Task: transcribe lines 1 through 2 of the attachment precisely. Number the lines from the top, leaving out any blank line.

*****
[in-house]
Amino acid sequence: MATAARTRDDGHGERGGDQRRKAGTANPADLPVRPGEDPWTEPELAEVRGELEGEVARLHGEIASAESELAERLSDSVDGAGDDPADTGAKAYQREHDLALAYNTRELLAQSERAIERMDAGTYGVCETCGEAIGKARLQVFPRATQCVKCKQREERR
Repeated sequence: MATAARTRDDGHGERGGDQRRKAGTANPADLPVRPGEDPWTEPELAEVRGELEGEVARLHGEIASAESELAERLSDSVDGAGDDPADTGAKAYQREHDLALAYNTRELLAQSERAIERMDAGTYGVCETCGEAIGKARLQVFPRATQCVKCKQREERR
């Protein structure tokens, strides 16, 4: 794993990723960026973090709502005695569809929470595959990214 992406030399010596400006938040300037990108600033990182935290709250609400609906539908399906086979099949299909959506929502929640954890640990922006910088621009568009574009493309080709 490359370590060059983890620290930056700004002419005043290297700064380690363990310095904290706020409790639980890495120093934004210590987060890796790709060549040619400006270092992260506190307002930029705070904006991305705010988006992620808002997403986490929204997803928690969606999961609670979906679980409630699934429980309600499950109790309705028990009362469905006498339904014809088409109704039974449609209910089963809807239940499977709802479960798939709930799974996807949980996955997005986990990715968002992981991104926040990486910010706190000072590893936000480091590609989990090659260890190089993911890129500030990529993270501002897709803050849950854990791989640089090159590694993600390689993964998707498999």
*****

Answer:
[in-house]
Amino acid sequence: MATAARTRDDGHGERGGDQRRKAGTANPADLPVRPGEDPWTEPELAEVRGELEGEVARLHGEIASAESELAERLSDSVDGAGDDPADTGAKAYQREHDLALAYNTRELLAQSERAIERMDAGTYGVCETCGEAIGKARLQVFPRATQCVKCKQREERR